[llvm-dev] A "Cross-Platform Runtime Library API" in LLVM IR

Lorenzo Laneve via llvm-dev llvm-dev at lists.llvm.org
Mon May 23 02:13:06 PDT 2016

I know but maybe malloc() is a bit higher level than a hypothetical __alloc(), which may be lower-level and then faster.

And malloc() is contained in the libc as Matthias said and so maybe a program using malloc() even for a non-C language linking against the crt is needed.

I'm just assuming that the functions we use in C such as malloc() are quite high-level interfaces and that there might be something faster.

For example, does Swift use malloc() to allocate its objects?

> On May 23, 2016, at 10:18 AM, mats petersson <mats at planetcatfish.com> wrote:
> So, the backend should implement "__alloc" that does the same as "malloc" - or something subtly different from "malloc" - and on a Windows machine, how is it different from "HeapAlloc"? And "__write" that is same as UNIX "write", but different from "WriteFile" in Windows? And HOW do you expect the backend to implement these? By calling "malloc"/"HeapAlloc", "write"/"WriteFile"?
> This is what the C library is for, it provides a set of independent functions that are reasonably well defined and reasonably portable between archiectures. If you are compiling something different than C, you'll need to implement something similar [and perhaps, like I did, interface to the C runtime library even in a non-C language with thin wrapper functions].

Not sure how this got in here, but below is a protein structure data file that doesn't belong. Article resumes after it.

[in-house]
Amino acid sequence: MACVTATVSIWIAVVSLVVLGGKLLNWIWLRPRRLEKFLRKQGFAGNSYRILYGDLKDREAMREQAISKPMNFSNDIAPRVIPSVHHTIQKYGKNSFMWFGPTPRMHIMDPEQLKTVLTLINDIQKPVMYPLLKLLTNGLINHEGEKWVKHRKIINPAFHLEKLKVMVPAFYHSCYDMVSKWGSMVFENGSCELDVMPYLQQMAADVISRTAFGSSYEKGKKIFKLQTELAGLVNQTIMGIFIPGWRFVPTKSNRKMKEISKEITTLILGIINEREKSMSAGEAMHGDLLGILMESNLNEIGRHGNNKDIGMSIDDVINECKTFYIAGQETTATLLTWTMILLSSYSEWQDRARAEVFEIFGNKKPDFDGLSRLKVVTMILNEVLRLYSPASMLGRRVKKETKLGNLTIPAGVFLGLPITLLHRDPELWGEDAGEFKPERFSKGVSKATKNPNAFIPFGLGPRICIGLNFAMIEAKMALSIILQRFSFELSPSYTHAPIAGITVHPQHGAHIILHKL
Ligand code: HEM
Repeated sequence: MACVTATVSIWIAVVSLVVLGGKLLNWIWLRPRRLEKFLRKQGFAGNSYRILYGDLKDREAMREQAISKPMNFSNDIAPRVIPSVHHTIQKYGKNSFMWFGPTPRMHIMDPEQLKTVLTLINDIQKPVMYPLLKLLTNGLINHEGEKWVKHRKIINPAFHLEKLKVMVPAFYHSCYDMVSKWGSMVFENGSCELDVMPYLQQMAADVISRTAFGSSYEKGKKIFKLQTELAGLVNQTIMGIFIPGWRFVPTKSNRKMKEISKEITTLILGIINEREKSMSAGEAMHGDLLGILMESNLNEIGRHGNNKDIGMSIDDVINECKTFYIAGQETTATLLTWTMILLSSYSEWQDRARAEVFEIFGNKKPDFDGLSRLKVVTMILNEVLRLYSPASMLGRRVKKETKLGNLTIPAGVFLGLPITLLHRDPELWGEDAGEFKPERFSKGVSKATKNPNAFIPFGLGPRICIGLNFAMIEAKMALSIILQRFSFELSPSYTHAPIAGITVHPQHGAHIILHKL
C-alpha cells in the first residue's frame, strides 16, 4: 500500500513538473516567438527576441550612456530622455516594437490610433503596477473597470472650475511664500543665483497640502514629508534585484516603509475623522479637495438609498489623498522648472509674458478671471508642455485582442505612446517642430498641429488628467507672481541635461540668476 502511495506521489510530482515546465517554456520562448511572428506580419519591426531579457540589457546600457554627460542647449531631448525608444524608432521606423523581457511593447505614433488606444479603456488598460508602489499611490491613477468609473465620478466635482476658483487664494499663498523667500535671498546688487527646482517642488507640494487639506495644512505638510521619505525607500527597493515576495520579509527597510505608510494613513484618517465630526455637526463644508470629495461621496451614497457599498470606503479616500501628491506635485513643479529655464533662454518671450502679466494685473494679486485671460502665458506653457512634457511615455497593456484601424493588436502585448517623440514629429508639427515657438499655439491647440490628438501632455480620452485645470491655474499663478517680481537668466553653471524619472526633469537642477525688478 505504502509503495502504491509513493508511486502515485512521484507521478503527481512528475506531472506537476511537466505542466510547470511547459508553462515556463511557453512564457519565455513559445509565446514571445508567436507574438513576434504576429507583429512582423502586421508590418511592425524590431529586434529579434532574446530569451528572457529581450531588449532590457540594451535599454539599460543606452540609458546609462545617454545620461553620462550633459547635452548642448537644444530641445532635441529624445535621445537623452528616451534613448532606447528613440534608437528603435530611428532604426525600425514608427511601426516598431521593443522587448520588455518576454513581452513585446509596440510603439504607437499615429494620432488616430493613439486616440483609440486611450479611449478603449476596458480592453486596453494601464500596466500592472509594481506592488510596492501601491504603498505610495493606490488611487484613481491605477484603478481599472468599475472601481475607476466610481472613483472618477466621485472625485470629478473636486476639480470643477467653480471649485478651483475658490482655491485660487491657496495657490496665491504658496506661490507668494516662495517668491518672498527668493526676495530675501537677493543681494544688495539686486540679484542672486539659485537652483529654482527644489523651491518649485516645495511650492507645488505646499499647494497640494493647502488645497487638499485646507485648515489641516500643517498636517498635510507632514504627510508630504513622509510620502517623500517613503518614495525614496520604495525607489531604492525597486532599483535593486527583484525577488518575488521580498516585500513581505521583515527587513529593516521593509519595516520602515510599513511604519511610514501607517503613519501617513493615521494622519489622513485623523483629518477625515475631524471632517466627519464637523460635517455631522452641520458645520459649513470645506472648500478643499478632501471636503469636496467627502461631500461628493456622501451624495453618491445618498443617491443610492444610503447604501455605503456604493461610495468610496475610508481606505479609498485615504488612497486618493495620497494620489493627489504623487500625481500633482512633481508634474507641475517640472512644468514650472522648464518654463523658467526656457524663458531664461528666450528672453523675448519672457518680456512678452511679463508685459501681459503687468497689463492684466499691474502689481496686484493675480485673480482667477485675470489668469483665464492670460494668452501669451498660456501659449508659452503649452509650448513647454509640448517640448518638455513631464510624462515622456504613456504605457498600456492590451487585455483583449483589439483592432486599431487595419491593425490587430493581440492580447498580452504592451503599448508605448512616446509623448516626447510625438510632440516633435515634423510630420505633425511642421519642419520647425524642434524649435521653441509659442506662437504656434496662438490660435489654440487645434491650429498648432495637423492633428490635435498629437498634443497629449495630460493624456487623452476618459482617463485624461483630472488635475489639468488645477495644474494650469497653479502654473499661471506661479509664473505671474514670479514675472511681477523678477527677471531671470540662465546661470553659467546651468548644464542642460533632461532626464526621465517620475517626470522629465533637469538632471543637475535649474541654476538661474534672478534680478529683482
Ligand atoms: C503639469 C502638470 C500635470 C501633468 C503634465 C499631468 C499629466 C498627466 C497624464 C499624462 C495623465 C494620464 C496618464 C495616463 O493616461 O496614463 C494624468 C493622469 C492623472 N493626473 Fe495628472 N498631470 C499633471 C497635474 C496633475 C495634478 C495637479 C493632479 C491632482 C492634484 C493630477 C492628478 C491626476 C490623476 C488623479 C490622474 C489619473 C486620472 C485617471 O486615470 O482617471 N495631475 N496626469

> Sorry if I misunderstood your idea, as David says, maybe you need to explain a bit more... 
> --
> Mats
>> On 23 May 2016 at 09:11, David Chisnall via llvm-dev <llvm-dev at lists.llvm.org> wrote:
>> On 22 May 2016, at 20:32, Lorenzo Laneve via llvm-dev <llvm-dev at lists.llvm.org> wrote:
>> >
>> > I know, that's the problem.
>> > We can assume all of the system calls as runtime functions: such as I/O, allocations etc. and create a set of function implemented for all the architectures.
>> > For example, let's think about the mem allocation again: we can provide a primitive function with the same name for all archs (e.g. __alloc() ) and then people can include this function __alloc() in their libraries, inlining it or even renaming it just to fit the frontend needs. And this can be useful: every backend should implement this set of functions ( __alloc(), __free(), __write()… just for example) so the frontends can build a library with these functions as they want.
>> > I don't know if you get me.
>> I think you will need to explain a bit more.  We already have such a function, it’s called malloc() and a few LLVM passes assume specific behaviour about it.  What problem are you trying to solve?
>> David
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